Tony Marsh (artist)

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For other people named Tony Marsh, see Tony Marsh (disambiguation).
Tony Marsh
'Trilobed Vessel and Contents' from the Perforated Vessel Series, glazed earthenware by Tony Marsh (American born 1954), 2002, Metropolitan Museum of Art.jpg
'Trilobed Vessel and Contents' from the Perforated Vessel Series, glazed earthenware by Tony Marsh, 2002, Metropolitan Museum of Art
Born (1954-05-26)26 May 1954
New York City, United States
Nationality American
Education California State University, Long Beach BFA (1978)
Apprenticeship under Japanese potter Shimaoka (1978 – 1981)
New York State College of Ceramics, Alfred University MFA (1989)
Known for Ceramic art

Anthony J. "Tony" Marsh (born May 26, 1954)[1] is an American contemporary ceramic artist. He lives and works in Long Beach, California.


Born in New York City, Marsh first learned about ceramics after he injured his rotator cuff playing baseball in his last year of high school. He had never been that good of a student and was sent by his guidance counselor to the pottery lab at his high school to receive a discipline from the strict and dedicated professor. The day he walked into the lab, he never left, from then on he knew he would be working with clay.[2] Marsh received a Bachelor of Fine Arts degree in 1978 from California State University, Long Beach. From 1978 to 1981, Marsh studied as an apprentice under Japanese potter Shimaoka, in Mashiko, Japan. After receiving a Master of Fine Arts degree in 1989 from New York State College of Ceramics at Alfred University, Marsh returned to CSU Long Beach to teach in the art department's ceramics program. He has been the department chair for ceramics at CSU for much of his tenure career.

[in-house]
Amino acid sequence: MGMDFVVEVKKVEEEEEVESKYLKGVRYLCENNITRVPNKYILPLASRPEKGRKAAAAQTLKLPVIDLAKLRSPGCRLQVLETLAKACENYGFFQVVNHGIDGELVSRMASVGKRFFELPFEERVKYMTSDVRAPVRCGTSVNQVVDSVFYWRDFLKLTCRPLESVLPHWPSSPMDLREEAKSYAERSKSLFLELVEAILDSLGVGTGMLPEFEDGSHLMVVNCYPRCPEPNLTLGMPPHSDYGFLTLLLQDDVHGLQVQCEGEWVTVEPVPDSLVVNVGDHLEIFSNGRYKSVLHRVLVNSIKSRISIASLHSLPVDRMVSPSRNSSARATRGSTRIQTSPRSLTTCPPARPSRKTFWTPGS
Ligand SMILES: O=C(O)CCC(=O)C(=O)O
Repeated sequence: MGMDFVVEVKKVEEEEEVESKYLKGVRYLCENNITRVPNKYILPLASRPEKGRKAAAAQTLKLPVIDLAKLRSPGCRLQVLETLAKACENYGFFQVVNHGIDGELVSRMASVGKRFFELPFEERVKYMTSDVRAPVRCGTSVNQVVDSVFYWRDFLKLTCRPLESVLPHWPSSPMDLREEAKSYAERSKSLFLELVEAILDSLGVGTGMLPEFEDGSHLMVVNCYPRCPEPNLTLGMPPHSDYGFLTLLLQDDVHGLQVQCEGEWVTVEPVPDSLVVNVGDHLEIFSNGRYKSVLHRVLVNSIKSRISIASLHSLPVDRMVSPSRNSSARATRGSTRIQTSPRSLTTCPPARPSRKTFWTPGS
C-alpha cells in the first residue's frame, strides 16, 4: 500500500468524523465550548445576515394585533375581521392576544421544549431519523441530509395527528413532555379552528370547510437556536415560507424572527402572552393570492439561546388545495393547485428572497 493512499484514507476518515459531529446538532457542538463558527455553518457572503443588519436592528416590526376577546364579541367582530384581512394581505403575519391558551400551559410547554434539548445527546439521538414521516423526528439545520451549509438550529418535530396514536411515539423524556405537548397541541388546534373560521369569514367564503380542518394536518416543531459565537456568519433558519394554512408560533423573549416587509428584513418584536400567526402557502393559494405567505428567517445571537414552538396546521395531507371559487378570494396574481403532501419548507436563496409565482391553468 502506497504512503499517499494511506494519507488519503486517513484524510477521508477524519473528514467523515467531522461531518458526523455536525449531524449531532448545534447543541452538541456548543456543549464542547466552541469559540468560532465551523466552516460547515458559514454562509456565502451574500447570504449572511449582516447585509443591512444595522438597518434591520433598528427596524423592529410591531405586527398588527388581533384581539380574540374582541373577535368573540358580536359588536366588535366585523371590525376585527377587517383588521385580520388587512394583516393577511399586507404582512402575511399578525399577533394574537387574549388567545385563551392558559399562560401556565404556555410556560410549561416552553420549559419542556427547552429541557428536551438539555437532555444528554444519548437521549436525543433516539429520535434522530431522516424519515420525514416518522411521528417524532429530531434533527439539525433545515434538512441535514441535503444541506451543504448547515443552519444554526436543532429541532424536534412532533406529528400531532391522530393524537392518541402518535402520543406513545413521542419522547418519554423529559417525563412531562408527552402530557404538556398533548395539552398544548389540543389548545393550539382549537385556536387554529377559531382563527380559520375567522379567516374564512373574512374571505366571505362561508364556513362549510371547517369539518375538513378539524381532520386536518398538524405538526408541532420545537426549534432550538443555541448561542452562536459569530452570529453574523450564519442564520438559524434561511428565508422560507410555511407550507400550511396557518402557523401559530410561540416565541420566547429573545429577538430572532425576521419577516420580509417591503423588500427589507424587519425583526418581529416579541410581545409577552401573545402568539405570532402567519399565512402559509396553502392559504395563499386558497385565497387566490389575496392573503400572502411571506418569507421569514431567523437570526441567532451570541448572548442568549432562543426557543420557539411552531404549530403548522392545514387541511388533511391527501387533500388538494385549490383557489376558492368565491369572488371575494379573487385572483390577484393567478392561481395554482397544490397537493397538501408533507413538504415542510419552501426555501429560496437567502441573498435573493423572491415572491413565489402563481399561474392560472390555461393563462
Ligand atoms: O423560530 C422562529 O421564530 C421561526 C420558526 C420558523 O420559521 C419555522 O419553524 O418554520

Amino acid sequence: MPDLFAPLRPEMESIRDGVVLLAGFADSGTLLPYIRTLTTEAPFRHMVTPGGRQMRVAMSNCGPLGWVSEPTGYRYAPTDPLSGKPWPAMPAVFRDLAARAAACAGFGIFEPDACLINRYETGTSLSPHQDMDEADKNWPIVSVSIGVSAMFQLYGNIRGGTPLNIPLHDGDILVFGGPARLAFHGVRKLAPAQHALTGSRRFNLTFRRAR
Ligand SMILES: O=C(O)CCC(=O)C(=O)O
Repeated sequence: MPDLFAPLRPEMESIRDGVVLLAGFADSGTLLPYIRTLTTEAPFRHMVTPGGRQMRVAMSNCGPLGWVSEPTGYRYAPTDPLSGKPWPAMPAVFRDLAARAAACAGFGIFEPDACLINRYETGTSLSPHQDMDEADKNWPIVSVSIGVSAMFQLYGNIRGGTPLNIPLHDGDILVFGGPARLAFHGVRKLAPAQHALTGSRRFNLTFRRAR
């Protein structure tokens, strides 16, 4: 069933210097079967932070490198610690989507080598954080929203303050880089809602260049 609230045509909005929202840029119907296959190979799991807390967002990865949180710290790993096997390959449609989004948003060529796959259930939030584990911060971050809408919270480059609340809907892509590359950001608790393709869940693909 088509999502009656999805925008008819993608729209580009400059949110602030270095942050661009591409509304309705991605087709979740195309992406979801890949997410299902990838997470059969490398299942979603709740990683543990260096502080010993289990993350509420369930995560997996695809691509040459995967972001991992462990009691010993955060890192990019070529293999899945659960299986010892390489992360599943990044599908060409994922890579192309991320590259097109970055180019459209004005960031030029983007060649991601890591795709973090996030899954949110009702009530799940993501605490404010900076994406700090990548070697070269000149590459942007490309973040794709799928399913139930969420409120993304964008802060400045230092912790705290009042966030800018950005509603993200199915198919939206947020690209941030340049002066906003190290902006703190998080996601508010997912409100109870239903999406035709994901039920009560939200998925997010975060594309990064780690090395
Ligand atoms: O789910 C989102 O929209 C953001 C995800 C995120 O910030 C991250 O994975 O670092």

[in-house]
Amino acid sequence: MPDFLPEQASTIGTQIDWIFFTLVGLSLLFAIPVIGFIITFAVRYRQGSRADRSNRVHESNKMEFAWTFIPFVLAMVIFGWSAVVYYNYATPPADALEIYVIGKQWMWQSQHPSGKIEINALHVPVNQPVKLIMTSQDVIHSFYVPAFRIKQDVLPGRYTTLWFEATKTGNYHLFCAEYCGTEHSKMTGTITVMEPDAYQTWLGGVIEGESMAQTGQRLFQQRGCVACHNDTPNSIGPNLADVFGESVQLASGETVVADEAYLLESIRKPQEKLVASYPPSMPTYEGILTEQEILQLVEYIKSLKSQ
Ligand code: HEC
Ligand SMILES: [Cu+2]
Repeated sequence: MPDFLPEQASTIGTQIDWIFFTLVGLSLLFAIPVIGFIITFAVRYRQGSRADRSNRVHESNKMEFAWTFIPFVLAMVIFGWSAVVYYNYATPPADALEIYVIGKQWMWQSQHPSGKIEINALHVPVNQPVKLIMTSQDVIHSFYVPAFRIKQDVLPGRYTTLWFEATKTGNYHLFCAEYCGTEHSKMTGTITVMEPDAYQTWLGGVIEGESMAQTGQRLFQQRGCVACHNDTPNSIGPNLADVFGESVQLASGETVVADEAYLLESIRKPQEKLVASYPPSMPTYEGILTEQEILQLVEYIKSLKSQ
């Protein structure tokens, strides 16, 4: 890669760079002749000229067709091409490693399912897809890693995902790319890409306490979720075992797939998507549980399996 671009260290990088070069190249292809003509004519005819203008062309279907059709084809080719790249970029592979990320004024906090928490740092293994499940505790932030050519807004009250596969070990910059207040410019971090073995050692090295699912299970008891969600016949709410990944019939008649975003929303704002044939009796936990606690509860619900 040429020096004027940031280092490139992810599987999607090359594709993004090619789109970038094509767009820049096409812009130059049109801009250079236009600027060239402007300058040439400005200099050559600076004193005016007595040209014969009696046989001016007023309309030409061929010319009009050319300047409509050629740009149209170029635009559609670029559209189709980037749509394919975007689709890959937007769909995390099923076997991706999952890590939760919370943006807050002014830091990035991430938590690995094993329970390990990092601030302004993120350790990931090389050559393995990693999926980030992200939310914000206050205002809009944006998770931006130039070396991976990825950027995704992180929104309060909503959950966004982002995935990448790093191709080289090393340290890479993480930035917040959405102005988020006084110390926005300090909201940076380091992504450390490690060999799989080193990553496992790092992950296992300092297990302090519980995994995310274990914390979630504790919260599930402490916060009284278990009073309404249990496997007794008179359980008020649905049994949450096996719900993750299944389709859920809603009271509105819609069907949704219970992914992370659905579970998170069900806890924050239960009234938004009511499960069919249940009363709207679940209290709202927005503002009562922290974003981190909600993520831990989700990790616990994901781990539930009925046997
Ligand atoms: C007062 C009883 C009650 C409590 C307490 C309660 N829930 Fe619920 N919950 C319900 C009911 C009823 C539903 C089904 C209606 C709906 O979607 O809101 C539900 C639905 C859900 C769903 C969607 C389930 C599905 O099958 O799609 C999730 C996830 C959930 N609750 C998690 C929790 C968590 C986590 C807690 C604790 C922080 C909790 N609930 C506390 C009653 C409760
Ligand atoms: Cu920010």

Marsh credits his experience in Japan with much of his personal development: "Working every day at pottery seems now to have served as a vehicle for great lessons that have stayed with me. I painfully taught myself to speak another language, which in turn allowed me to begin to see the world through the lens of another culture. I was introduced daily to the power, beauty, and confines of history."[this quote needs a citation] In this way, the work that Tony Marsh creates is many times refers to the homage of ceramics he hopes to provoke in his work.

Shimaoka's method provided an example for Marsh that contrasted with his experience of art-making in the United States. Marsh says of his time spent at Shimaoka's pottery:

"His art was not the art school stuff (my frame of reference) of taking aim at the fringe in order to explore the new. Nor was it an overly self-conscious attempt at radical expression. His art was homage and a walk through the heart of an enormous and rich pan-Asian ceramic tradition. I have always thought that it seemed more difficult to add to a rich history in a meaningful way when the measuring-stick, by which the contribution will ultimately be understood, is long."[this quote needs a citation]

Description of work[edit]

Marsh's description of his own work: